“We expect strong free cash gen­eration over 2015-17E, led by the domestic MIS business, which should aid to reduce the debt-equity,” says Motilal Oswal, in its report on JISL. “We expect growth and margins to recover in 2015-16 on the back of a normal monsoon and lower polymer prices. We maintain ‘BUY’ with a tar­get price of ?100.

“We have successfully been able to implement our new business model, even though we have to face some tough times on account of adverse micro and macro-economic condi­tion,” says Anil Jain, 50, managing director & CEO, JISL. “The efforts have started paying dividends. Our gov­ernment receivables have come down considerably and as the situation sta­bilises in coming months, there will be further improvement, leading to overall look-up in our performance.”

Strategic move

While the company took a bold decision to imple­ment its new business model, in a strategic move it also decided to float an NBFC to meet the funding requirements of farmers who, under the new model, have to pay the company
raised to ?208 crore. After this trans­action, Mandala Capital holds 20 per cent of safl, while jisl’s holding has come down to 49 per cent. Mandala Capital manages a dedicated agri­business private equity fund with a geographical focus on companies based in India. The fund is backed by University of Texas Investment Man­agement Co (UTIMCO) and TIAA-CREF as its anchor investors.

With the fresh capital, SAFL, which currently has a presence in Maha­rashtra, Karnataka and Telengana, is looking to expand its footprint to the neighbouring states of Andhra, Tamil Nadu, Gujarat and Madhya Pradesh in the coming two years. The NBFC is planning to extend finance to over 150,000 farmers over the next five years. “Floating an agri- focussed NBFC is a strategic move on the part of JISL, as it will provide a much-needed cushion to the com­pany by bridging the funding gaps of the farmers. Now, instead of JISL, the NBFC will take the sub­sidy recourse on its book directly,” points out Daven Choksey of K.R. Chok- sey, who strongly believes that there is a big need for focussed NBFCs.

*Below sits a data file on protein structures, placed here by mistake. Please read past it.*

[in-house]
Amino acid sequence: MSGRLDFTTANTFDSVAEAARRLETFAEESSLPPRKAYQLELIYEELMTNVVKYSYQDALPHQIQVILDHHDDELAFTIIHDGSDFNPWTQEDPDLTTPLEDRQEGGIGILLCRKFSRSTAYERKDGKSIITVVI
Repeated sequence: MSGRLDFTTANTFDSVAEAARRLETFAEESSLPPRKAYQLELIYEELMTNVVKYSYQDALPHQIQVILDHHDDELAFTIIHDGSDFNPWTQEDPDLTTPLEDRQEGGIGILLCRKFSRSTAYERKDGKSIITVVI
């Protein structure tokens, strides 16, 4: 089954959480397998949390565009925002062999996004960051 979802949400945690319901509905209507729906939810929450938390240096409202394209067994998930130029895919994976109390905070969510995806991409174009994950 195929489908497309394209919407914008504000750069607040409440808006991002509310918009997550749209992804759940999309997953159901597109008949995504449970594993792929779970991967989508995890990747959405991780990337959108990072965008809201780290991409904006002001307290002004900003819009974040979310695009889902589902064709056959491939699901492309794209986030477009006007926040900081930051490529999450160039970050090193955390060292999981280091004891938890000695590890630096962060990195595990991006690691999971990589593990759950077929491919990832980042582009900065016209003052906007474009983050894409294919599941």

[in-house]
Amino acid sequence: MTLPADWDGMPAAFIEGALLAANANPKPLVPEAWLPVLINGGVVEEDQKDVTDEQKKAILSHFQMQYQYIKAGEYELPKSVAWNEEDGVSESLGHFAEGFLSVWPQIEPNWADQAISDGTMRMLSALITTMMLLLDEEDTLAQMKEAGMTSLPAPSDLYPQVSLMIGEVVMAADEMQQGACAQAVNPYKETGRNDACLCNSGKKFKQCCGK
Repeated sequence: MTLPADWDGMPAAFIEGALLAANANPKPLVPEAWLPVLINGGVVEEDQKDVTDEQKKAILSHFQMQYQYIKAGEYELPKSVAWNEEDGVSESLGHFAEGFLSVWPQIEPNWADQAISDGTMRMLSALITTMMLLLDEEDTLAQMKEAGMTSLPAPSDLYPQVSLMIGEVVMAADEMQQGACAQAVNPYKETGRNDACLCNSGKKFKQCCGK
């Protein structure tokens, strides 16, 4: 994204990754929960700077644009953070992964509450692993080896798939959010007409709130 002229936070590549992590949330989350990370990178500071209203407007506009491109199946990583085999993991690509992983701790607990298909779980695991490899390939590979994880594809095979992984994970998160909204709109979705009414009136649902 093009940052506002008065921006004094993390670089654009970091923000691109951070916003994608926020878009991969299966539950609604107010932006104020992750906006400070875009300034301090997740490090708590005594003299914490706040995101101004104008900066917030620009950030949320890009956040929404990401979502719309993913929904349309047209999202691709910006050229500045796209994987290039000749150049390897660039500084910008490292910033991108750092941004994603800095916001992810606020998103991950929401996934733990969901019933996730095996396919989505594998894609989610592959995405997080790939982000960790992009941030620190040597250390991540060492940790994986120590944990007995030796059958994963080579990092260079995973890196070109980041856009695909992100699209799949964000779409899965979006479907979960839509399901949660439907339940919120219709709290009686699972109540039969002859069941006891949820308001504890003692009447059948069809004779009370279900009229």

“For IFC, JISL is a strate­gically important partner, whose inclusive business

Revenue by business verticals

FY 2015(%)

model has helped raise incomes for thousands of small farmers, and developed innovative technologies that address the challenges of water conservation and sustainable agri­culture. IFC has been partnering with JISL over a number of years and is a shareholder and lender to the com­pany and an early shareholder in its NBFC subsidiary. During the period of


There is more to JISL than just irrigation. The com­pany, with its diversified offer­ing and services, has emerged as an integrated farm solution provider, which believes in enhancing the overall income of farmers towards creating rural prosperity. The second largest micro-irrigation com­pany in the world makes a wide range of precision irri­gation products suited to var­ious agro-climatic conditions and crops, which also include rice. At jalgaon, the com­pany has a high-tech agricul­ture institute spread over- a sprawling 2,500 acres. The institute, equipped with R&D and technology dem­onstration farms, houses a full-fledged training and extension centre.

The company boasts about

  • agriculture scientists, technologists and technicians who provide various exten­sion services including soil and engineering surveys and agronomic supports to farm­ers and, accordingly, offer


ifc’s investment (2007-14), JISL more than tripled its consolidated reve­nues,” says Prasad Gopalan, man­ager, agribusiness, Asia, IFC, which owns a 2.97 per cent stake in JISL. Mount Kellett Capital, a multi-strat­egy investment firm set up by for­mer Goldman Sachs executives, has bought T349 crore worth of shares in the company, amounting to 7.93 per cent. Other investors in JISL include, among others, Tempelton Funds, Macquarie Bank and Swiss Finance Corporation. Recently, renowned investor Shivanand Mankekar has also reposed his confidence, buying 1.85 per cent stake. At present, the institutional holding in the com­pany is 51 per cent, while the pro­moters own 28.7 per cent.

Over the last three years, the com­pany has also been trying to raise capital through FCCBs, ECBs and other routes, as also boosting its cash flow with its new model, it has now Revenue by geography

FY 2015 (%) also decided to hive off its profit­able agri-processing business, which has grown significantly. In the last five years, the agri-processing busi­ness, now accounting for more than 22 per cent of revenues, has grown at a CAGR of about 25 per cent. “Our agri-processing business has reachec a critical mass and we think it ii the right time to unlock its value

z traceability, JISL helps farmers 5 meet international standards.